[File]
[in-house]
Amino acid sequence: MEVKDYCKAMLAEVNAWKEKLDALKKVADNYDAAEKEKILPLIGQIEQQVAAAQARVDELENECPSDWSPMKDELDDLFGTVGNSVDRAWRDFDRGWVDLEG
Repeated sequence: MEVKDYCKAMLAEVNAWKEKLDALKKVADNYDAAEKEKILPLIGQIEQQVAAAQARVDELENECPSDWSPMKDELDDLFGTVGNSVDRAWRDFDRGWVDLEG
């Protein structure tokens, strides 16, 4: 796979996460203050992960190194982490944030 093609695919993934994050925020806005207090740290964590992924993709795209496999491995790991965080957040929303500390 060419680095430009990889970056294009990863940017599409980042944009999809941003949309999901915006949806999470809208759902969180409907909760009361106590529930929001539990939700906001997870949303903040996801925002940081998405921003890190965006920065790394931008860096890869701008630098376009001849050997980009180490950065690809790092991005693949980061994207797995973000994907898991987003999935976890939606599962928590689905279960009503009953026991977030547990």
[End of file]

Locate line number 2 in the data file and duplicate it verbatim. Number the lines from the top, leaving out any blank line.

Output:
Amino acid sequence: MEVKDYCKAMLAEVNAWKEKLDALKKVADNYDAAEKEKILPLIGQIEQQVAAAQARVDELENECPSDWSPMKDELDDLFGTVGNSVDRAWRDFDRGWVDLEG